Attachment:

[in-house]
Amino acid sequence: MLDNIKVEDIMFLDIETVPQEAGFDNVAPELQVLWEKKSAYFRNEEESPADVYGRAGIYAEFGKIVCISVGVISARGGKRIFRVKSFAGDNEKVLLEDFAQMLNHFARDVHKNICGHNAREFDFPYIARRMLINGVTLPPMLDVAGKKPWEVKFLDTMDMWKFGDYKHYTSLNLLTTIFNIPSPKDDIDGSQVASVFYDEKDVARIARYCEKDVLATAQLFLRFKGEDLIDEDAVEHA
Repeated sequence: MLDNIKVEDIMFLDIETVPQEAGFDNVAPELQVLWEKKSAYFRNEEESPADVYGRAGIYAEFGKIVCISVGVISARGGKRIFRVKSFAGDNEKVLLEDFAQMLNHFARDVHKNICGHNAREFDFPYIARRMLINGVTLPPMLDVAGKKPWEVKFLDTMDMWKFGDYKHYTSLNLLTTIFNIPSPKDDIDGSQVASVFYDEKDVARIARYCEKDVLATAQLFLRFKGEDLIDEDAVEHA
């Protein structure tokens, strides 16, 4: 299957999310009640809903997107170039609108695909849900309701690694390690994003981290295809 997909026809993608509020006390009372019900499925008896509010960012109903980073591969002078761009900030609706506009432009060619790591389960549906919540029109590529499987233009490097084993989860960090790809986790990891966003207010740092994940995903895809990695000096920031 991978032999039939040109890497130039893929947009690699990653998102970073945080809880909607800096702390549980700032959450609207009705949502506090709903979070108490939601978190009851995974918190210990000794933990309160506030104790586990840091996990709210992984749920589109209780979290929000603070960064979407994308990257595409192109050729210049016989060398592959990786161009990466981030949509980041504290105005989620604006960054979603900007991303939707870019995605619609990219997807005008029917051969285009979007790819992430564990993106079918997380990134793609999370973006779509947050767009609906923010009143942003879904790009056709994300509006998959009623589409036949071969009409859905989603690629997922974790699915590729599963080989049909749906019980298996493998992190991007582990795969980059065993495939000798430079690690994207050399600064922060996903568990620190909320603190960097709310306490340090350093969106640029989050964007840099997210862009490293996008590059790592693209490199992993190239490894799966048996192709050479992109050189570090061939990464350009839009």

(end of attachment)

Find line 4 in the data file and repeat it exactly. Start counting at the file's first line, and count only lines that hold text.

């Protein structure tokens, strides 16, 4: 299957999310009640809903997107170039609108695909849900309701690694390690994003981290295809 997909026809993608509020006390009372019900499925008896509010960012109903980073591969002078761009900030609706506009432009060619790591389960549906919540029109590529499987233009490097084993989860960090790809986790990891966003207010740092994940995903895809990695000096920031 991978032999039939040109890497130039893929947009690699990653998102970073945080809880909607800096702390549980700032959450609207009705949502506090709903979070108490939601978190009851995974918190210990000794933990309160506030104790586990840091996990709210992984749920589109209780979290929000603070960064979407994308990257595409192109050729210049016989060398592959990786161009990466981030949509980041504290105005989620604006960054979603900007991303939707870019995605619609990219997807005008029917051969285009979007790819992430564990993106079918997380990134793609999370973006779509947050767009609906923010009143942003879904790009056709994300509006998959009623589409036949071969009409859905989603690629997922974790699915590729599963080989049909749906019980298996493998992190991007582990795969980059065993495939000798430079690690994207050399600064922060996903568990620190909320603190960097709310306490340090350093969106640029989050964007840099997210862009490293996008590059790592693209490199992993190239490894799966048996192709050479992109050189570090061939990464350009839009």